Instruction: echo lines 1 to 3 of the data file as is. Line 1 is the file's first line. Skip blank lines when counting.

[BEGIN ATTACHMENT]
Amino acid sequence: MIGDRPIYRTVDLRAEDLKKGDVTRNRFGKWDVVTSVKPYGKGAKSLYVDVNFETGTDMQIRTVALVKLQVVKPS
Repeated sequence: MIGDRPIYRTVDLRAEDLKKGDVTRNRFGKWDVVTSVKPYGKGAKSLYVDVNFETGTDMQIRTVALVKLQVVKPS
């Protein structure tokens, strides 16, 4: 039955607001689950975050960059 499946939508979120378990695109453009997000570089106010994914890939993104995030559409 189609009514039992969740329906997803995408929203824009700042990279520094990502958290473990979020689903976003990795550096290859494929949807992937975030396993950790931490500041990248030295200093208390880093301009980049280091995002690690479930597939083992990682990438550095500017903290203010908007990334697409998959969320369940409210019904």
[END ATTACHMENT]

Amino acid sequence: MIGDRPIYRTVDLRAEDLKKGDVTRNRFGKWDVVTSVKPYGKGAKSLYVDVNFETGTDMQIRTVALVKLQVVKPS
Repeated sequence: MIGDRPIYRTVDLRAEDLKKGDVTRNRFGKWDVVTSVKPYGKGAKSLYVDVNFETGTDMQIRTVALVKLQVVKPS
């Protein structure tokens, strides 16, 4: 039955607001689950975050960059 499946939508979120378990695109453009997000570089106010994914890939993104995030559409 189609009514039992969740329906997803995408929203824009700042990279520094990502958290473990979020689903976003990795550096290859494929949807992937975030396993950790931490500041990248030295200093208390880093301009980049280091995002690690479930597939083992990682990438550095500017903290203010908007990334697409998959969320369940409210019904």